More and more consumers and manufacturers are embracing the idea of refurbished products. But is it really better for the planet and your wallet?
They can do a lot, but they are not sustainable: the smartphones, smartwatches and other gadgets that make our daily lives easier. Thanks to all the advanced gadgets, these products require increasingly scarce and harmful raw materials. Add to that a relatively short lifespan (an average smartphone is replaced after two to three years) and the calculation is quickly made.
The good news is that there are ways to limit that resource consumption. Of course you can banish the smartphone and opt for a carrier pigeon or a dumbphone, an old-fashioned cell phone with which you can do little more than call and text. But those who do not want to compromise on ‘comfort’ can also opt for a refurbished copy. A choice that extends the lifespan of the existing model and can therefore – depending on the product – result in a CO2 reduction of between 50 and 80 percent.
Sounds good, but how reliable is such a reconditioned product actually? And what should you pay attention to when purchasing?
Warranty and reliability
Anyone who thinks that refurbished is just a trendy, English marketing term is wrong. “The big difference with second-hand is that the refurbished gadgets are checked and repaired where necessary,” explains professor of sustainable consumer behavior Ruth Mugge of TU Delft. Sometimes parts are replaced. The battery, for example, which often deteriorates over the years. “With a new battery they can often last for years. This means that many people see refurbished products as a more reliable alternative to second-hand.”
It helps that many sellers offer years of warranties on their remanufactured products. Something you rarely see at a thrift store or marketplace seller. “This gives consumers more certainty that they are purchasing a working product,” Mugge explains. Although she says it is still good to pay attention to who you do business with. For example, sellers’ warranty periods vary widely.
Anyone who chooses refurbished will also have to make concessions here and there. Impressing your friends with the latest, shiny smartphone may be difficult, because refurbished stores often only sell them some time after launch. The idea that a device already has scratches can also turn buyers off. Mugge: “People associate scratches with the idea that the previous owner was not very careful with the product and that there may be even more damage on the inside.”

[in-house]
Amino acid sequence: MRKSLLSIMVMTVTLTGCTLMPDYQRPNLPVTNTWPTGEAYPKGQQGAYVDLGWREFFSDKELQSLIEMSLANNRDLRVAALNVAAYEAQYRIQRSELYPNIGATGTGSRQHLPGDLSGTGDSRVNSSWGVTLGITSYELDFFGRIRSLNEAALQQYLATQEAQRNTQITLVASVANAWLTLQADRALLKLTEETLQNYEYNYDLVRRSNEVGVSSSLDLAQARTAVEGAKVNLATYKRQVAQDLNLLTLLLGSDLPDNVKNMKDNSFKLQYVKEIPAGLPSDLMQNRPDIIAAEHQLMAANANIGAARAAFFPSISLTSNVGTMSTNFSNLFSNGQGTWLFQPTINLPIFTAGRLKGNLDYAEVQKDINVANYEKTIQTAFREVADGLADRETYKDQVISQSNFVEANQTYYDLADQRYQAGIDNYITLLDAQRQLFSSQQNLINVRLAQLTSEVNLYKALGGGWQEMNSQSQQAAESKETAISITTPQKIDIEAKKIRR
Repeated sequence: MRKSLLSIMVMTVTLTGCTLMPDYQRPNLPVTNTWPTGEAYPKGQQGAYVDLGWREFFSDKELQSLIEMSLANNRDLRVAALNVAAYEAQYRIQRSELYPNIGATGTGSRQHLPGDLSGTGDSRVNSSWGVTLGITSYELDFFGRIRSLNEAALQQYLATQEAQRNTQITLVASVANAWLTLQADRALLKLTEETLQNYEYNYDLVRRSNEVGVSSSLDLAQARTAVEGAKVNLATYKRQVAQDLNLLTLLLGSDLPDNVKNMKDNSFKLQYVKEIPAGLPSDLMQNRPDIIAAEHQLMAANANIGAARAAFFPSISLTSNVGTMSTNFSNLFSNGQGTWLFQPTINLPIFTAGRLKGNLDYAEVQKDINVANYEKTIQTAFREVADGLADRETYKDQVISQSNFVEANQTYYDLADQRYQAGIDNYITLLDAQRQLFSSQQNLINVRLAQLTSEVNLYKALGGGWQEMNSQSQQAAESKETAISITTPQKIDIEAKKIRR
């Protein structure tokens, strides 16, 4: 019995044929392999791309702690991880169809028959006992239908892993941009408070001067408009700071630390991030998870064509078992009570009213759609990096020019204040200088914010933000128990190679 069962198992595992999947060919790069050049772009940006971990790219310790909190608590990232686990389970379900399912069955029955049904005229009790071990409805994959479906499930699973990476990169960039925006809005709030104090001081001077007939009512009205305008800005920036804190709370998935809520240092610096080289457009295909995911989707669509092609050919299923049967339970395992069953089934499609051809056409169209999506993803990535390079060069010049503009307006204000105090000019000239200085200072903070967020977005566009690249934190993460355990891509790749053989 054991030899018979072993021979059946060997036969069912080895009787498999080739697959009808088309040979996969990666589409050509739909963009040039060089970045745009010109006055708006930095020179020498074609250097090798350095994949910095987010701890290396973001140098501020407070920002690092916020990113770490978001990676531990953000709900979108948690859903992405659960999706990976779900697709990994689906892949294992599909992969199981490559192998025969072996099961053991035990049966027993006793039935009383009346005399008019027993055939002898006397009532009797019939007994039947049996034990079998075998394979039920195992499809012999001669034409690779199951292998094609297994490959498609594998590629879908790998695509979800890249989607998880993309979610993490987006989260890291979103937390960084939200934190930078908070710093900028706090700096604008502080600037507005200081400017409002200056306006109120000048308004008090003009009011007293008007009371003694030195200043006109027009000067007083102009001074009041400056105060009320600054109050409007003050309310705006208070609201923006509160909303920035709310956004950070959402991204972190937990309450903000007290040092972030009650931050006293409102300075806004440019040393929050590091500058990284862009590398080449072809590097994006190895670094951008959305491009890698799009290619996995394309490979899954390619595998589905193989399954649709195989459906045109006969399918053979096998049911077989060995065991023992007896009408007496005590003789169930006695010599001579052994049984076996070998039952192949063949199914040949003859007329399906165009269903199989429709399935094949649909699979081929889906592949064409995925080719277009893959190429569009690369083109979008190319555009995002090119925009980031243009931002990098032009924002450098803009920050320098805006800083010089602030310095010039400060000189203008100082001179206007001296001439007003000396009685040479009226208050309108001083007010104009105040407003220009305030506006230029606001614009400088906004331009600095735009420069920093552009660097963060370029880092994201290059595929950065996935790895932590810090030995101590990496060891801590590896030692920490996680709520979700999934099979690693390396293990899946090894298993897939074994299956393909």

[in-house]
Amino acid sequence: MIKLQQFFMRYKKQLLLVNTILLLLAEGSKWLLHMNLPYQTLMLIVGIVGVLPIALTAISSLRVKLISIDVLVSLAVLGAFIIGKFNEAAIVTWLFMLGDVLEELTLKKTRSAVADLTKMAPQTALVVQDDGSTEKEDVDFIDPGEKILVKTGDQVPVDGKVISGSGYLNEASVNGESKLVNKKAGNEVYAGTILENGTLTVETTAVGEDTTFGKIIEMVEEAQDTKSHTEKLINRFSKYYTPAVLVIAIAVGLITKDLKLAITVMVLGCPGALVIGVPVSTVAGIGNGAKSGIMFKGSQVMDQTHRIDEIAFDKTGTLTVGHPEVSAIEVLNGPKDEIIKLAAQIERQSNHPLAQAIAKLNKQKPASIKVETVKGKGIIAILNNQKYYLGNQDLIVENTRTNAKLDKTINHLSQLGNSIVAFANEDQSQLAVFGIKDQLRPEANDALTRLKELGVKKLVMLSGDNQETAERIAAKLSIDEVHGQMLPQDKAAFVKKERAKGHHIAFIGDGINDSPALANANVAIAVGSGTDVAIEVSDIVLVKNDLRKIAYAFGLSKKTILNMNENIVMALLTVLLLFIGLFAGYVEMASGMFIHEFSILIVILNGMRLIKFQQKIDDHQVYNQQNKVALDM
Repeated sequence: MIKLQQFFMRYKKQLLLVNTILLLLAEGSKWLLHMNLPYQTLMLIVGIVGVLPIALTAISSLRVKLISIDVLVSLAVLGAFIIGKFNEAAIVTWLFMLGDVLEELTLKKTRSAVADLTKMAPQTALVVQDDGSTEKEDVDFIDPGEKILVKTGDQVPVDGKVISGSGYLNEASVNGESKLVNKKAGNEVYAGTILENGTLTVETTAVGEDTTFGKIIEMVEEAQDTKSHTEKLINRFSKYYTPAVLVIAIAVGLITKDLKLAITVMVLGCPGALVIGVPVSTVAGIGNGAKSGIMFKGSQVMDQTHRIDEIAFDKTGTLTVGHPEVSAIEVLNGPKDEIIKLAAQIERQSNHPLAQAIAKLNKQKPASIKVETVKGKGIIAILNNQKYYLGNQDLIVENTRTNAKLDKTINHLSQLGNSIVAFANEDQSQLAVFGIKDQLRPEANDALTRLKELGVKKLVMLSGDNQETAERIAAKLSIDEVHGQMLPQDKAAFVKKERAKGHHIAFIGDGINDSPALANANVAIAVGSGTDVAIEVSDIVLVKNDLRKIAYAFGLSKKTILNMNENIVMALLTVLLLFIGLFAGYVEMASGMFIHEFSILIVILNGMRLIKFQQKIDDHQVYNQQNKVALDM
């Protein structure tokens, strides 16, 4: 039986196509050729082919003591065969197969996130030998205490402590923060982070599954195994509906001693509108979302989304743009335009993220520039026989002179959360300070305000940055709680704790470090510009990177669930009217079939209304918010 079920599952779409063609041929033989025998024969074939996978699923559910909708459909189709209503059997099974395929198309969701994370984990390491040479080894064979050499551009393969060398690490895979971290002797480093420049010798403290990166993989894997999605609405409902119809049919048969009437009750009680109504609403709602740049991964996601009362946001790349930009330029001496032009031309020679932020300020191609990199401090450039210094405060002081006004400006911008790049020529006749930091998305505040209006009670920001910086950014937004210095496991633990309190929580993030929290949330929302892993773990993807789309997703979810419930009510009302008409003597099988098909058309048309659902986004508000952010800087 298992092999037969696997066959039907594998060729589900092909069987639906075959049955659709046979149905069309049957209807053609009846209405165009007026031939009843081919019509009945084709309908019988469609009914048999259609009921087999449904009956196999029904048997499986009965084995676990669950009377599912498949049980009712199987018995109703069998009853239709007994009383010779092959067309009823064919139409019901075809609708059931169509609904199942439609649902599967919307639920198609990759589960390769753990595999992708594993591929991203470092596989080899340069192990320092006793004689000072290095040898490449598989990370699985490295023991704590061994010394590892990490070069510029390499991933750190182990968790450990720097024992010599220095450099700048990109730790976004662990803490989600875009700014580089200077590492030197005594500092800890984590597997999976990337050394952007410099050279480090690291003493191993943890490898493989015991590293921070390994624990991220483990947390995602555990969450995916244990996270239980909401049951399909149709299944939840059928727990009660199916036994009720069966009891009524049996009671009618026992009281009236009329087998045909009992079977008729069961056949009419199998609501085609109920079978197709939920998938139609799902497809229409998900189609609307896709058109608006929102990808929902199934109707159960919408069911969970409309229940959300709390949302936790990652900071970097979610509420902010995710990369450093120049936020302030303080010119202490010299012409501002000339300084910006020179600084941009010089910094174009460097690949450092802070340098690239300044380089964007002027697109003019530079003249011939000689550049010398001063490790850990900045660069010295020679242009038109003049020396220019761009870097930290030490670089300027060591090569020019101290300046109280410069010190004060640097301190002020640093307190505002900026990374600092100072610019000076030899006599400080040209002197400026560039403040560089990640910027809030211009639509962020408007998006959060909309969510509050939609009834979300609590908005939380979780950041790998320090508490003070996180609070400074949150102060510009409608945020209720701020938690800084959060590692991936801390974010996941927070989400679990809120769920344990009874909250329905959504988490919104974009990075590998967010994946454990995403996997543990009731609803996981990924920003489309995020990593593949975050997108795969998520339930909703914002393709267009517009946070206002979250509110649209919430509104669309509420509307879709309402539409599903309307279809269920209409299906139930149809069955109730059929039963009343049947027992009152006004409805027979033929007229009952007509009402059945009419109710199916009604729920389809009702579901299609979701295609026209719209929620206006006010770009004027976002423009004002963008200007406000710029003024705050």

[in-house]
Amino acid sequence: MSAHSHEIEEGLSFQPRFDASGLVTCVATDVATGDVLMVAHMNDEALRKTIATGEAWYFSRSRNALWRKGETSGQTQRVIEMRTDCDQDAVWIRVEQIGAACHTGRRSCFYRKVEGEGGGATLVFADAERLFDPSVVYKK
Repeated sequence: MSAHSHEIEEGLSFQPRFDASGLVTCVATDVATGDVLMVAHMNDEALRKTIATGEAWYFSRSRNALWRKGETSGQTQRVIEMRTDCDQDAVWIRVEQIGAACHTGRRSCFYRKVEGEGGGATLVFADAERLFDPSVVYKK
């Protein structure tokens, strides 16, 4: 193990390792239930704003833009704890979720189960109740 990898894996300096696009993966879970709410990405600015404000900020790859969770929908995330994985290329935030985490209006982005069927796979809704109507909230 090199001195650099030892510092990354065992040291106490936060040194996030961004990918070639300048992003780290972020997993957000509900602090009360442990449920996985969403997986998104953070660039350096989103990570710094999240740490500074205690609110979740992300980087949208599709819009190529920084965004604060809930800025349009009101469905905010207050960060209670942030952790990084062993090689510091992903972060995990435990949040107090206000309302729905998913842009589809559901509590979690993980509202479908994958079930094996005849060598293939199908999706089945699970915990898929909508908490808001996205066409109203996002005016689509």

Fortunately, almost all sellers offer – in addition to quality control – insight into the external condition of a product. In most cases, the customer can even choose from different ‘beauty levels’. Anyone who opts for ‘as new’ will have to pay a bit more money than someone who settles for a ‘visibly used’ phone.
‘Like new’ or not, refurbished gadgets are always cheaper than the new one. However, it is more difficult to estimate whether it is really a good deal. It is difficult to compare prices because they depend on the condition of the product. In addition, some online shops compare refurbished prices with the original sales prices. The benefit may seem great, but the current retail price is sometimes much lower. According to the Dutch Consumers’ Association, it is therefore worthwhile to make your own price comparison.
The association itself conducted a price comparison study at the end of last year. It showed that refurbished iPhones are on average about 40 percent cheaper. Quite a nice discount on products that cost many hundreds of euros.
Yet a recent survey by the same association showed that 66 percent of consumers without a refurbished smartphone would certainly not buy one in the future. In most cases because they have little confidence in the quality of the products. And that is a shame, says Professor Mugge, who calls a transition to more reuse essential. “We find it very normal to buy a reconditioned car or bicycle. Why doesn’t that apply to a refurbished phone?”
Not only consumers, but also producers have a major role in this transition. “We have to produce differently and make all parts replaceable,” says Mugge. “Consider headphones, for example. Many people find a second-hand copy dirty. If the ear cushions are easily replaceable, that objection disappears.” Of course, new ear cushions also have an environmental impact. “But producing all digital components is comparatively much more polluting.”
This insight also seems to come from producers. For example, Samsung and Apple now also sell refurbished products themselves in some countries. And manufacturers such as Philips also give other electronic products a second chance, such as shavers and irons. A trend that will grow now that many consumers have less to spend due to high inflation and attention to sustainability is increasing.
Although there is an even cheaper and greener option: using our current gadgets for longer. Mugge: “We have to get rid of the idea that we need the latest model every few years.”